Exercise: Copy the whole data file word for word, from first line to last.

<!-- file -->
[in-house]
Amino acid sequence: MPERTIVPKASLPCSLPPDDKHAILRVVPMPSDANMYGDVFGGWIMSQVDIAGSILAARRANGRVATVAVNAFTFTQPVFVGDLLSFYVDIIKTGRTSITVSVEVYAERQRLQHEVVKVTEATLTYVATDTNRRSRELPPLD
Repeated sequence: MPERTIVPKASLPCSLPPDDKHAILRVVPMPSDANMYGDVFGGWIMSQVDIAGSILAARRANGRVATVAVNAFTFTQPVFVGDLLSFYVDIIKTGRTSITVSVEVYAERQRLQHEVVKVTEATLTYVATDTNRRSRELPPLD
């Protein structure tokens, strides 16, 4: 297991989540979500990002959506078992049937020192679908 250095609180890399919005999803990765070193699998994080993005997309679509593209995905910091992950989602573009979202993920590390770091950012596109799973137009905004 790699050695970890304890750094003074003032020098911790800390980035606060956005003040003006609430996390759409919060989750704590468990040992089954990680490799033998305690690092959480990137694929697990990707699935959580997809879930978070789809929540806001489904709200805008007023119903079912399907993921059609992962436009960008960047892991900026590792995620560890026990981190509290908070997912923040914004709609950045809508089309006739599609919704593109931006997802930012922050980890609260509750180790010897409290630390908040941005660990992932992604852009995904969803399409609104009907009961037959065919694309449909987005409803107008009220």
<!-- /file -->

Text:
[in-house]
Amino acid sequence: MPERTIVPKASLPCSLPPDDKHAILRVVPMPSDANMYGDVFGGWIMSQVDIAGSILAARRANGRVATVAVNAFTFTQPVFVGDLLSFYVDIIKTGRTSITVSVEVYAERQRLQHEVVKVTEATLTYVATDTNRRSRELPPLD
Repeated sequence: MPERTIVPKASLPCSLPPDDKHAILRVVPMPSDANMYGDVFGGWIMSQVDIAGSILAARRANGRVATVAVNAFTFTQPVFVGDLLSFYVDIIKTGRTSITVSVEVYAERQRLQHEVVKVTEATLTYVATDTNRRSRELPPLD
């Protein structure tokens, strides 16, 4: 297991989540979500990002959506078992049937020192679908 250095609180890399919005999803990765070193699998994080993005997309679509593209995905910091992950989602573009979202993920590390770091950012596109799973137009905004 790699050695970890304890750094003074003032020098911790800390980035606060956005003040003006609430996390759409919060989750704590468990040992089954990680490799033998305690690092959480990137694929697990990707699935959580997809879930978070789809929540806001489904709200805008007023119903079912399907993921059609992962436009960008960047892991900026590792995620560890026990981190509290908070997912923040914004709609950045809508089309006739599609919704593109931006997802930012922050980890609260509750180790010897409290630390908040941005660990992932992604852009995904969803399409609104009907009961037959065919694309449909987005409803107008009220």